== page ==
Wheelchair coat for Maysa

Family grateful for new wheelchair coat for Maysa

Maysa Abd Allah can now go outside to play with her friends no matter the weather, thanks to a custom-made winter coat that covers her from head to toe.

The 10-year-old Grade 4 student at Queen Victoria Elementary School has cerebral palsy and many days last winter she was too cold in her wheelchair to be outside. But she disliked being held back from recess.

Then educational assistant Marisa Armenia McIntyre saw a video on Facebook featuring a little girl bundled up in a wheelchair body coat. The custom-made coat cost $200 and brainstorming began about how to make that happen for the Abd Allah family.

Maysa is the oldest of four children of a Syrian couple who immigrated to Canada in 2016. She has sisters in Grade 3 and Grade 1 at Queen Victoria, along with a three-year-old brother.

School office administrator Shelley Hayward suggested the school could apply for a grant to buy the coat from the Hamilton Foundation for Student Success and she did the legwork to land the funding.

Maysa chose a black coat and school staff ordered through X-Ability, a Michigan company launched by a mother who created a custom coat for her daughter who uses a wheelchair. She almost immediately got 25,000 requests to purchase after a video posted for her daughter’s caregivers to show them how to use the coat was viewed more than 12 million times.

“The Foundation is really wonderful,” said Hayward. “We submitted the application online and, within 48 hours, we had an answer.”

The coat arrived in January and Maysa hasn’t missed a recess since.
“She’s now on the same playing field as her peers,” said the school’s learning resource teacher Lindsay Scott. “She can do what they do.”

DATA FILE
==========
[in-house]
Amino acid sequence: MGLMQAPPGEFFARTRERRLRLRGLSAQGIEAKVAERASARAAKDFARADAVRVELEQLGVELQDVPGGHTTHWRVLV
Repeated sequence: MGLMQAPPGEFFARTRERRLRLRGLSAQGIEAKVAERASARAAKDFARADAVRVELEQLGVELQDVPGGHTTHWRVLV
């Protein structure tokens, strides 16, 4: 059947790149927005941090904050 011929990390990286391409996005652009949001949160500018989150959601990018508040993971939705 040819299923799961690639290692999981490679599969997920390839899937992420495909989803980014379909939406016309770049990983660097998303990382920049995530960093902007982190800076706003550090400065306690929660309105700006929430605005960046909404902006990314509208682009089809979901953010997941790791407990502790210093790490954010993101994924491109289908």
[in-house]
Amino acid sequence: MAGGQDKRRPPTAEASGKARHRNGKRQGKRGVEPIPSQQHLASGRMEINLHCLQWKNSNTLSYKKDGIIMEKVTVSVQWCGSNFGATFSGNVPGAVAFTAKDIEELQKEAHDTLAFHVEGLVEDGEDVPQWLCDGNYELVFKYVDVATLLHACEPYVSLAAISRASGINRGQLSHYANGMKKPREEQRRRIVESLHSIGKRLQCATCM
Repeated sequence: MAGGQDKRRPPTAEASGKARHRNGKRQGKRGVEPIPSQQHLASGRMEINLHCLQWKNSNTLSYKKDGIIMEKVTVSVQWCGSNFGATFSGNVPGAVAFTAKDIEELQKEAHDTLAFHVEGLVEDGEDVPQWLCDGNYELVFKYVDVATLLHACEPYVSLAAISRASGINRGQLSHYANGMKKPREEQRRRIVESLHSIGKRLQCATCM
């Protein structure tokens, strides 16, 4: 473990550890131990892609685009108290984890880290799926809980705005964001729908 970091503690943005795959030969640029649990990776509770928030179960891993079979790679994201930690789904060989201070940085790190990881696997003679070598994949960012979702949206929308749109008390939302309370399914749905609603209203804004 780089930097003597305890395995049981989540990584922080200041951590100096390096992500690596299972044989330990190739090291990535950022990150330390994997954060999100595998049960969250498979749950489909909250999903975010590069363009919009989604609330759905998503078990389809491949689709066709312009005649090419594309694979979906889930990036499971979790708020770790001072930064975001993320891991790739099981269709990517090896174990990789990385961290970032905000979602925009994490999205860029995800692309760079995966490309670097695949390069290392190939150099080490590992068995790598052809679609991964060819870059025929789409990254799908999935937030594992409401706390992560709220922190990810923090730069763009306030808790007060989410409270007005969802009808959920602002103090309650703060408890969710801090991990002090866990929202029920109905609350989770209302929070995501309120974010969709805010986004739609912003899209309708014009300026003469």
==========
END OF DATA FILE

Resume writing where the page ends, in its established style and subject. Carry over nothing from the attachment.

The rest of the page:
Queen Victoria has accessed the Foundation for clothing for other students, including winter wear and foot wear.

“You can make an impact on a student’s life because you can show that you care about them,” said Hayward.

The purchase of the wheelchair coat is a perfect example of what the Foundation can help to achieve, says Leah Schwenger, chair of the Foundation.
“We are focused on supporting the needs of students. We do not want to see any students denied an opportunity or an experience because their family cannot afford something.”

The coat looks almost like a sleeping bag and features openings so Maysa’s wheelchair belts can slide through. Even her feet are entirely zipped up.

It is so warm that Maysa is comfortable outside no matter the temperature. The plan to keep the coat in the chair, so she is just zipped into it to go out for recess, had to be changed because she gets so hot in the school.

Maysa is a girl of few words in an interview, but she has endearing deep dimples and breaks into a wide smile often. She does say that gym and art are her favourite classes.

“Maysa is very well-liked,” said Scott. “She is happy and has a lot of friends in school. Her warm personality is something other kids like to be around.”

Maysa’s father Ibrahim Abd Allah said his family is very grateful for the Foundation’s gift.

“It’s not enough to tell you thank you.”